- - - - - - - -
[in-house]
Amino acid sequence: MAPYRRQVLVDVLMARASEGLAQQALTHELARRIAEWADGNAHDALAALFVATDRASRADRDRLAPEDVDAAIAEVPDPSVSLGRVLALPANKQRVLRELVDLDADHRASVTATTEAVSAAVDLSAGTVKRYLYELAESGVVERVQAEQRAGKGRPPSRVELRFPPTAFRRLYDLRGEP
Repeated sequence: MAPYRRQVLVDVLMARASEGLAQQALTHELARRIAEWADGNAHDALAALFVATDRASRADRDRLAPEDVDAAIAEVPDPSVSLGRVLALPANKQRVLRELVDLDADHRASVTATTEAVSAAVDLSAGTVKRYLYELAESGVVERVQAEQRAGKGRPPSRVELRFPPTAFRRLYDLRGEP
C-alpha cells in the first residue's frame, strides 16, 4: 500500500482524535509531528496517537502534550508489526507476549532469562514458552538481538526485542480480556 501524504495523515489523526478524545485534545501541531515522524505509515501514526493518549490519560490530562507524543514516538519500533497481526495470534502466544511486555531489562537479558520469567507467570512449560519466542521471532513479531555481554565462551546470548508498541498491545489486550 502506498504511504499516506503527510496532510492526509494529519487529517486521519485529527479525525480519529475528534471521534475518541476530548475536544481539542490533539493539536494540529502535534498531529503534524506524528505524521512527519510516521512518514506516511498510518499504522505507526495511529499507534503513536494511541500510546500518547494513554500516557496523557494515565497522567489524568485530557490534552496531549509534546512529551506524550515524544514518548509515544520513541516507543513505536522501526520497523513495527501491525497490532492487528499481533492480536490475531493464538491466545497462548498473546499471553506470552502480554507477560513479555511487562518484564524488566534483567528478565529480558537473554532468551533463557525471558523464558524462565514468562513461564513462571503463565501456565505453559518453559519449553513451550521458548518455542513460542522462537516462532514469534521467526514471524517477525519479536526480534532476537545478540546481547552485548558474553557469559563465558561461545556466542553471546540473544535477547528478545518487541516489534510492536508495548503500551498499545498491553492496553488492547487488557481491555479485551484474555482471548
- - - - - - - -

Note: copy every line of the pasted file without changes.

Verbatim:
[in-house]
Amino acid sequence: MAPYRRQVLVDVLMARASEGLAQQALTHELARRIAEWADGNAHDALAALFVATDRASRADRDRLAPEDVDAAIAEVPDPSVSLGRVLALPANKQRVLRELVDLDADHRASVTATTEAVSAAVDLSAGTVKRYLYELAESGVVERVQAEQRAGKGRPPSRVELRFPPTAFRRLYDLRGEP
Repeated sequence: MAPYRRQVLVDVLMARASEGLAQQALTHELARRIAEWADGNAHDALAALFVATDRASRADRDRLAPEDVDAAIAEVPDPSVSLGRVLALPANKQRVLRELVDLDADHRASVTATTEAVSAAVDLSAGTVKRYLYELAESGVVERVQAEQRAGKGRPPSRVELRFPPTAFRRLYDLRGEP
C-alpha cells in the first residue's frame, strides 16, 4: 500500500482524535509531528496517537502534550508489526507476549532469562514458552538481538526485542480480556 501524504495523515489523526478524545485534545501541531515522524505509515501514526493518549490519560490530562507524543514516538519500533497481526495470534502466544511486555531489562537479558520469567507467570512449560519466542521471532513479531555481554565462551546470548508498541498491545489486550 502506498504511504499516506503527510496532510492526509494529519487529517486521519485529527479525525480519529475528534471521534475518541476530548475536544481539542490533539493539536494540529502535534498531529503534524506524528505524521512527519510516521512518514506516511498510518499504522505507526495511529499507534503513536494511541500510546500518547494513554500516557496523557494515565497522567489524568485530557490534552496531549509534546512529551506524550515524544514518548509515544520513541516507543513505536522501526520497523513495527501491525497490532492487528499481533492480536490475531493464538491466545497462548498473546499471553506470552502480554507477560513479555511487562518484564524488566534483567528478565529480558537473554532468551533463557525471558523464558524462565514468562513461564513462571503463565501456565505453559518453559519449553513451550521458548518455542513460542522462537516462532514469534521467526514471524517477525519479536526480534532476537545478540546481547552485548558474553557469559563465558561461545556466542553471546540473544535477547528478545518487541516489534510492536508495548503500551498499545498491553492496553488492547487488557481491555479485551484474555482471548